Vic, who may first have worked with Tree alongside Chance The Rapper and the Sunday School single “Good Shit/Roses,” explained how he and Chris first met. “We met through MC Tree and the Soul Trap movement. We figured that Tree works with us on an individual level and how Tree handpicks artists that he works with. We both have the same lengthy catalog, we villains, we took all that energy to join forces and created C$ [Chris $pencer].”
But Crack wasn’t as sure of their compatibility as Vic was. In fact, he thought their time in the booth would never come to fruition. “Me and Vic actually have known of each other since like SXSW ’11 but we never really saw eye to eye, comes from us both being stubborn. Vic called it, he said we could make good music. I didn’t believe him, but went with it anyway. Turned out to be the best decision I have made thus far, I’ve never worked with somebody so much with the get down. That’s my brother now. Everyone told me not to work with him and I think that’s what made me want to even more.”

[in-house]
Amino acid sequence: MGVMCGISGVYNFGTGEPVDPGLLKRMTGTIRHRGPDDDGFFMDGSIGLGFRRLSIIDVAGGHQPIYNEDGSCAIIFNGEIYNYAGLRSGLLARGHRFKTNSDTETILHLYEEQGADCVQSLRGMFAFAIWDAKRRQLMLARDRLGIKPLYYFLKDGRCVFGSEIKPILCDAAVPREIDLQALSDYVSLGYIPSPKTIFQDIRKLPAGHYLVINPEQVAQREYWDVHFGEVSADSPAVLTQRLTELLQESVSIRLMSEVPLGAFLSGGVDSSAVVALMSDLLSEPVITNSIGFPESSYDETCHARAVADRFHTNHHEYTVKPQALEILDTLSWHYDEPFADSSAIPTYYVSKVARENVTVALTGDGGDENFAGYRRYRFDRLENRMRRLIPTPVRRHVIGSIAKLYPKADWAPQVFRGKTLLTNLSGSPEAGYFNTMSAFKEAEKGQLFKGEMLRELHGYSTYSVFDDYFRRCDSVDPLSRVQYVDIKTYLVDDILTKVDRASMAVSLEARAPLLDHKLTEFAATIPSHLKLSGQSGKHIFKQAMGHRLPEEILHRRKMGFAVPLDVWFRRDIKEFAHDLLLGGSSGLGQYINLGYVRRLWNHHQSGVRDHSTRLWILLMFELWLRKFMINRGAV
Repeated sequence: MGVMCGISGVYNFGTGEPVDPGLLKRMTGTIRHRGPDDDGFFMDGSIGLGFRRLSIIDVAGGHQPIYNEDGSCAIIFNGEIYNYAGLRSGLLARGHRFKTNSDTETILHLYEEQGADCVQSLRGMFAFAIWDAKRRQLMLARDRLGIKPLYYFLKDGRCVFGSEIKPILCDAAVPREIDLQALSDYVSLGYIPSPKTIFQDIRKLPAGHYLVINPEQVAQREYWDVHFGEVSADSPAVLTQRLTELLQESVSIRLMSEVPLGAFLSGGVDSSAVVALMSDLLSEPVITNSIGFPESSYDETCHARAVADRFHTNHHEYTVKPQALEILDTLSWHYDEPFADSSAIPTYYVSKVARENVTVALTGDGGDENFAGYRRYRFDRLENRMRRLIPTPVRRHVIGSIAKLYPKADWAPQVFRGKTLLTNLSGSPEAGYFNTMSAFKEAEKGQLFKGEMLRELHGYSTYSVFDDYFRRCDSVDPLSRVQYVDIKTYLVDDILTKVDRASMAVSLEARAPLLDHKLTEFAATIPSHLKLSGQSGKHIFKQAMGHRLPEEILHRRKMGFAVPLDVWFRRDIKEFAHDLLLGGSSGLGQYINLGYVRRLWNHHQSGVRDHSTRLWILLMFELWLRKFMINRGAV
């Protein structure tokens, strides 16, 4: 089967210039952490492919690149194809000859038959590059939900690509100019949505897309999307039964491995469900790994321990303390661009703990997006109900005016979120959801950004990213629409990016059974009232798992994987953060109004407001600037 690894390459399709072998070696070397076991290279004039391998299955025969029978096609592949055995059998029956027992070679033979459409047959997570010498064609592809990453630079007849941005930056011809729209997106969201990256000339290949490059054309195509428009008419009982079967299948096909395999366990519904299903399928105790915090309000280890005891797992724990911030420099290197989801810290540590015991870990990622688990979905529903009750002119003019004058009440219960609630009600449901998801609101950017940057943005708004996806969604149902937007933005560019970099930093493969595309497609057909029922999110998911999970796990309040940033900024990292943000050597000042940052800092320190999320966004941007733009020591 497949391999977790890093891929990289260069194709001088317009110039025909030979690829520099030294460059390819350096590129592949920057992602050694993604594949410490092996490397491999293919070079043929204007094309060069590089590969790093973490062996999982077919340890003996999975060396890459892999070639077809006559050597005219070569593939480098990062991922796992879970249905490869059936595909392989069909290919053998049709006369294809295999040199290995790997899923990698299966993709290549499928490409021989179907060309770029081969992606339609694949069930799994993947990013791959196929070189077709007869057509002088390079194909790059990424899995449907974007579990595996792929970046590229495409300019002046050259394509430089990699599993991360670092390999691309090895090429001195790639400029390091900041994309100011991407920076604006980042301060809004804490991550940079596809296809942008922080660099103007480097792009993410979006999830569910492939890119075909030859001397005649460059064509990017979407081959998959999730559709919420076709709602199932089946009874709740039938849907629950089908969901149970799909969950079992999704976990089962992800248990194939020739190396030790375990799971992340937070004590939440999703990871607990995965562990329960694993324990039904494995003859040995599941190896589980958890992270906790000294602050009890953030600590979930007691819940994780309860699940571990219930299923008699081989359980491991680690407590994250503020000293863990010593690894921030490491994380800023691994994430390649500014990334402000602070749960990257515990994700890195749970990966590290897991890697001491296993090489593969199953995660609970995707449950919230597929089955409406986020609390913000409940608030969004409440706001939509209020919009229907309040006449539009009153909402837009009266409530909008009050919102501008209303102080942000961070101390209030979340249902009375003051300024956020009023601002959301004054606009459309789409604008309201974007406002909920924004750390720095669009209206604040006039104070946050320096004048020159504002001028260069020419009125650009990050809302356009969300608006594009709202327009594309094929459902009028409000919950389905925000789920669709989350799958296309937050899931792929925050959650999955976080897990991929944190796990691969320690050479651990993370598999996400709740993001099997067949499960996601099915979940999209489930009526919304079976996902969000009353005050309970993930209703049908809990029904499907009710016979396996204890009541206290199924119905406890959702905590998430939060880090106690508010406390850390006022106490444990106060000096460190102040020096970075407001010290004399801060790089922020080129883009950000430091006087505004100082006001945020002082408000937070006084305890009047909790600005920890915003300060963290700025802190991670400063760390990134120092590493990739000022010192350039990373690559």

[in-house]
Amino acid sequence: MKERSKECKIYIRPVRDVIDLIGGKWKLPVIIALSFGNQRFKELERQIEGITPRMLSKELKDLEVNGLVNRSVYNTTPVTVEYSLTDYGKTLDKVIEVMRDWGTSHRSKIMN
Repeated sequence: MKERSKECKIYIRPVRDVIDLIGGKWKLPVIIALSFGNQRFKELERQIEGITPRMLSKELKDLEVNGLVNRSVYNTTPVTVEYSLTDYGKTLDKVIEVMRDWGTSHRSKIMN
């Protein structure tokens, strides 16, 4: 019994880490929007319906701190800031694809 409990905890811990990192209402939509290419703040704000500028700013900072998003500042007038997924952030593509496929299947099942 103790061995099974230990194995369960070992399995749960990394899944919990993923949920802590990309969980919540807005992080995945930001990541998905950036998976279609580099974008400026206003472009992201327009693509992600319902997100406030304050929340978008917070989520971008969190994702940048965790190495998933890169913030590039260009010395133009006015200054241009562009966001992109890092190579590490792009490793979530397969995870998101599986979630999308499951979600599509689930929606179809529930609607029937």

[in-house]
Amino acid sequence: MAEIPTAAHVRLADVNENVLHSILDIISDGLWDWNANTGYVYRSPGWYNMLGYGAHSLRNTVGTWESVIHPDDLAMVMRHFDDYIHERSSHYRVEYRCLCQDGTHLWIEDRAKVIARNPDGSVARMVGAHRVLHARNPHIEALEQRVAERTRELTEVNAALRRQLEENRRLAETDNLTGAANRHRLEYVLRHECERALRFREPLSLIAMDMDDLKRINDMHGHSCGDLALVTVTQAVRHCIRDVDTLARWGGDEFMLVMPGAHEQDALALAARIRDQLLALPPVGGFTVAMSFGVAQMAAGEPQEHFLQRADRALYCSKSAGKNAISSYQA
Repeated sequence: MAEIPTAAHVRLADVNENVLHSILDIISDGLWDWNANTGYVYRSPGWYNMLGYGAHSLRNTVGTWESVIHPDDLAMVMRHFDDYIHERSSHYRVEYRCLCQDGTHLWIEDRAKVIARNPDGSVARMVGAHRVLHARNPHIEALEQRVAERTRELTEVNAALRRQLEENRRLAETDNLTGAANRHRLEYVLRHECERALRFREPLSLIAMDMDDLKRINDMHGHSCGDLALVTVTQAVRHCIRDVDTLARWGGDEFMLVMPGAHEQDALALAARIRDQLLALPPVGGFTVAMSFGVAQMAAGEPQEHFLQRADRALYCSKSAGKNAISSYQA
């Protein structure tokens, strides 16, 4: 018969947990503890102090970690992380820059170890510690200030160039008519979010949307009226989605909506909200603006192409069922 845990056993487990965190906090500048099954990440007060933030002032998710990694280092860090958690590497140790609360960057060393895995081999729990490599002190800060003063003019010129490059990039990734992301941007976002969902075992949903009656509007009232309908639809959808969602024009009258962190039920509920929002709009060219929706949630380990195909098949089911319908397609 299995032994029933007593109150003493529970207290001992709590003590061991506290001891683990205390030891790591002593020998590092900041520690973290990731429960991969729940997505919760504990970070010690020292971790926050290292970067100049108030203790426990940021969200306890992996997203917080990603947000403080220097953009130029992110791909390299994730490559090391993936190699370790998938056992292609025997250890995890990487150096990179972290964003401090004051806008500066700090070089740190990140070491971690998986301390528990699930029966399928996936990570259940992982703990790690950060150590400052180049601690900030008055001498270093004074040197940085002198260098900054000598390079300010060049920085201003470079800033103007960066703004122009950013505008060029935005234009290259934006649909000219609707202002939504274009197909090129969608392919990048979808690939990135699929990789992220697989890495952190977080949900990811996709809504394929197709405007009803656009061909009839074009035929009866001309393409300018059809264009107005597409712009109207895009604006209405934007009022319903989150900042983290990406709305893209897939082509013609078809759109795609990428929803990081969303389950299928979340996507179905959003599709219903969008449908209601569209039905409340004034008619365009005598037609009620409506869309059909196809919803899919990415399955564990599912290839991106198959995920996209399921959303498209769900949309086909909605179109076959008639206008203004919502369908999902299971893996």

Like water, Chris is fluid, fitting into whatever sized riverbanks of sounds in-house producer CUTTA can curate, and still continues to gush powerfully, even as he escapes into the vast, open waters of MCs we know today. On the other hand, Vic, like a boulder, is steady and stoic, yet bold, broad, and authoritative on the mic. Now that Vic and Crack consider each other family, the one man who we have to thank for this rare relationship may rest solely on the shoulders of MC Tree, mixing the two into the verifiably concrete force that is Chris Spencer.
With Who The Fuck Is Chris Spencer?? receiving the attention it has as of late, the question posed now becomes rhetorical. We know who Chris Spencer is. For the duo’s latest release to coincide with the project, what better way for them to continue to “Cement” their status in the game than with an all new video that Heads may consider to be one their best, and of course, is also one they couldn’t see eye to eye on from the get go. “‘Cement’ was one of those records that Chris Crack liked and I wasn’t in the mood to write that kind of song at that time. But after hearing Crack and his freestyle reference, I decided to write my verse. We sent verses over to C. Rich and he blessed us with a glorious hook that brought the song together.”
And what a glorious hook it is. Just in time for every ganja lovers favorite holiday, 4/20, C. Rich puffs a smoker’s anthem of a verse reminiscent of vintage, 90’s Nate Dogg, while Vic and Chris roll up a few backwoods in the spot and blow smoke on the mic with some impassioned, chronic fueled bars.
Take a look.